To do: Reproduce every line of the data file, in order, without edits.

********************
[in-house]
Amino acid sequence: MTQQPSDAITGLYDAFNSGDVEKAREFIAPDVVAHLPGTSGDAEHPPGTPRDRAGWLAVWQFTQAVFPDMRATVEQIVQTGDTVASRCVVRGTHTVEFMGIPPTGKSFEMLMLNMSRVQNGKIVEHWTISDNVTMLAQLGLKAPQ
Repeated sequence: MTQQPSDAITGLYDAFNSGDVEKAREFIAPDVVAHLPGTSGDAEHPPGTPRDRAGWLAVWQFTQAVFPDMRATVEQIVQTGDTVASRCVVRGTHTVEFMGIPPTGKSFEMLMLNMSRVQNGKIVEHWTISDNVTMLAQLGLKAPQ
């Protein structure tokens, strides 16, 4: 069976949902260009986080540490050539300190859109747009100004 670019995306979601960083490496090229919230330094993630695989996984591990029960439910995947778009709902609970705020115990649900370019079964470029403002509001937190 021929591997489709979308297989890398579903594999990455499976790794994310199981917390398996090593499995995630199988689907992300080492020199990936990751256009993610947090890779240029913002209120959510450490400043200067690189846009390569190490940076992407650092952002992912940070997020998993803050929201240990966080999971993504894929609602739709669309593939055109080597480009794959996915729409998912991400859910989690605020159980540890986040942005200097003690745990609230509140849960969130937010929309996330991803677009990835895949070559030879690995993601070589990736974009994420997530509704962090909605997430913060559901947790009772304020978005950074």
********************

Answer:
[in-house]
Amino acid sequence: MTQQPSDAITGLYDAFNSGDVEKAREFIAPDVVAHLPGTSGDAEHPPGTPRDRAGWLAVWQFTQAVFPDMRATVEQIVQTGDTVASRCVVRGTHTVEFMGIPPTGKSFEMLMLNMSRVQNGKIVEHWTISDNVTMLAQLGLKAPQ
Repeated sequence: MTQQPSDAITGLYDAFNSGDVEKAREFIAPDVVAHLPGTSGDAEHPPGTPRDRAGWLAVWQFTQAVFPDMRATVEQIVQTGDTVASRCVVRGTHTVEFMGIPPTGKSFEMLMLNMSRVQNGKIVEHWTISDNVTMLAQLGLKAPQ
């Protein structure tokens, strides 16, 4: 069976949902260009986080540490050539300190859109747009100004 670019995306979601960083490496090229919230330094993630695989996984591990029960439910995947778009709902609970705020115990649900370019079964470029403002509001937190 021929591997489709979308297989890398579903594999990455499976790794994310199981917390398996090593499995995630199988689907992300080492020199990936990751256009993610947090890779240029913002209120959510450490400043200067690189846009390569190490940076992407650092952002992912940070997020998993803050929201240990966080999971993504894929609602739709669309593939055109080597480009794959996915729409998912991400859910989690605020159980540890986040942005200097003690745990609230509140849960969130937010929309996330991803677009990835895949070559030879690995993601070589990736974009994420997530509704962090909605997430913060559901947790009772304020978005950074």